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IL Research: Autism Diagnosis Possible as Early as Age 2

PHOTO: A study spearheaded in Illinois finds many characteristics of an autism spectrum disorder can be identified in children by age two. Photo credit: M. Kuhlman.
PHOTO: A study spearheaded in Illinois finds many characteristics of an autism spectrum disorder can be identified in children by age two. Photo credit: M. Kuhlman.
March 31, 2014

SPRINGFIELD, Ill. - New research out of Illinois suggests that autism can be identified earlier than previously thought, in children as young as age two years. A study headed by Dr. Laurie Jeans as a University of Illinois graduate student found a number of behavioral and developmental deficits present in children at age two, that were predictive of an autism spectrum diagnosis by age four. According to Jeans, now an assistant professor at St. Ambrose University, children with autism spectrum disorder tend to score much lower than their peers in areas of speech, motor skills, and social interaction at age two.

"The ability to point at the light switches and point at things that you see, and that joint attention piece" is lacking in such children, she said. "If that's not present and we're waiting until three to make that diagnosis, then you're looking back and saying, 'Oh man, what else could we have done?'"

The data suggest children who were later diagnosed with ASD had sleep disturbances, were more prone to ear infections and had struggled with self-regulation. New estimates from the CDC say the number of children with autism in the U.S. has jumped to one in 68, a 30 percent increase from two years ago.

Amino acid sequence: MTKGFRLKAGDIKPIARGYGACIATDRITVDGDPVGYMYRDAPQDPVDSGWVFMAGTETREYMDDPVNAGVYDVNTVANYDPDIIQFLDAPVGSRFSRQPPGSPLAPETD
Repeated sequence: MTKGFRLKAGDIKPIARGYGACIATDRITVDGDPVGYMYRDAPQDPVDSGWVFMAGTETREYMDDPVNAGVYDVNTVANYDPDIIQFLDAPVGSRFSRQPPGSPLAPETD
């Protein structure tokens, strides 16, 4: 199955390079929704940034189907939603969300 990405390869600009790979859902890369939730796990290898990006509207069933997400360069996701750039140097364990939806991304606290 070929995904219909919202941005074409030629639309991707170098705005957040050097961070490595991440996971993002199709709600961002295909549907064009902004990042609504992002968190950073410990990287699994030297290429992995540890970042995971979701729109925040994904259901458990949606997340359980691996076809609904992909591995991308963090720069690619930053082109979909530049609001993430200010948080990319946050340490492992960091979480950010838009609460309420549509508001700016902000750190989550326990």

Nationally, the average age for a child to be diagnosed with autism is three or four. But Jeans said that waiting until then means families might be missing out on interventions that could help minimize or prevent some of the symptoms or behaviors associated with autism, putting kids at risk for social and academic problems.

"We know that the brain's plasticity in these early years, the intensive services that we can provide early on can kind of change their trajectory, so they have some better outcomes once they get into school," the doctor said.

The study tracked the development of 100 children with ASD, comparing them to typically-developing children and peers with disabilities. And it's unique because it followed children's development as it was occurring, instead of relying on parents' ability to recall details long afterward. The study is published in the Journal of Early Intervention.

See the study at jei.sagepub.com.



Mary Kuhlman, Public News Service - IL